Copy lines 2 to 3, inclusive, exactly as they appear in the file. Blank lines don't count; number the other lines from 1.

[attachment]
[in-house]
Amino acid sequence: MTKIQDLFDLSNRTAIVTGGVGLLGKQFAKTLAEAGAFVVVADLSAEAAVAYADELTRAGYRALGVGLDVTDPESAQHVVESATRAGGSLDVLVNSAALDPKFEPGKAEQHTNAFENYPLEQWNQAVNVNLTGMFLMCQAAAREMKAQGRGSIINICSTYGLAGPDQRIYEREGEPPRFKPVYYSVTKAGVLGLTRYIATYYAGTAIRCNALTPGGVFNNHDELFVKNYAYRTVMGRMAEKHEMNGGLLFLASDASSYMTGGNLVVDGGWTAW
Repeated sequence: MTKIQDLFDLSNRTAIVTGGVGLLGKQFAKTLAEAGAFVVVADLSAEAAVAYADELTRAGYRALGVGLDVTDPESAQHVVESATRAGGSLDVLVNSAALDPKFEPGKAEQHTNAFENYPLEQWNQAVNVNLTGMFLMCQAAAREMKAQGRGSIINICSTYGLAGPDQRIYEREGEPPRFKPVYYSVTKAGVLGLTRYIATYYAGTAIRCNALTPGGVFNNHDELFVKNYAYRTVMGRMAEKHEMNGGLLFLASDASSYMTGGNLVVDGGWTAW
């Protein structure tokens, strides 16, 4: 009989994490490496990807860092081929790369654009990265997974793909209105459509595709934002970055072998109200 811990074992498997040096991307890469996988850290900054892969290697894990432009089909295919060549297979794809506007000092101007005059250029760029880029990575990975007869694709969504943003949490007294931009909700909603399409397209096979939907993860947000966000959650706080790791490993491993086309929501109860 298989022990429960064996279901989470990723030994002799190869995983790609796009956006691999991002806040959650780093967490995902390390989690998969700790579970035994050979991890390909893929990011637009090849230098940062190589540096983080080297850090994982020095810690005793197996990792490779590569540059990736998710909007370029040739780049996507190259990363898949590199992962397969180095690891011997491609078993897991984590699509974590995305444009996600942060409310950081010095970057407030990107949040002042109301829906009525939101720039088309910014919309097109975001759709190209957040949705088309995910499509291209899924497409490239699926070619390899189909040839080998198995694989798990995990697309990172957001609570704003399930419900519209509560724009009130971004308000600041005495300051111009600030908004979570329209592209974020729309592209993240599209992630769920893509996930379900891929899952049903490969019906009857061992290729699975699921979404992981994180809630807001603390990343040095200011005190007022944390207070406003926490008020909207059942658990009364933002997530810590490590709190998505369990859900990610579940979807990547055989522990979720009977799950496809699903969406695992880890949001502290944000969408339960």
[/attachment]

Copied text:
Amino acid sequence: MTKIQDLFDLSNRTAIVTGGVGLLGKQFAKTLAEAGAFVVVADLSAEAAVAYADELTRAGYRALGVGLDVTDPESAQHVVESATRAGGSLDVLVNSAALDPKFEPGKAEQHTNAFENYPLEQWNQAVNVNLTGMFLMCQAAAREMKAQGRGSIINICSTYGLAGPDQRIYEREGEPPRFKPVYYSVTKAGVLGLTRYIATYYAGTAIRCNALTPGGVFNNHDELFVKNYAYRTVMGRMAEKHEMNGGLLFLASDASSYMTGGNLVVDGGWTAW
Repeated sequence: MTKIQDLFDLSNRTAIVTGGVGLLGKQFAKTLAEAGAFVVVADLSAEAAVAYADELTRAGYRALGVGLDVTDPESAQHVVESATRAGGSLDVLVNSAALDPKFEPGKAEQHTNAFENYPLEQWNQAVNVNLTGMFLMCQAAAREMKAQGRGSIINICSTYGLAGPDQRIYEREGEPPRFKPVYYSVTKAGVLGLTRYIATYYAGTAIRCNALTPGGVFNNHDELFVKNYAYRTVMGRMAEKHEMNGGLLFLASDASSYMTGGNLVVDGGWTAW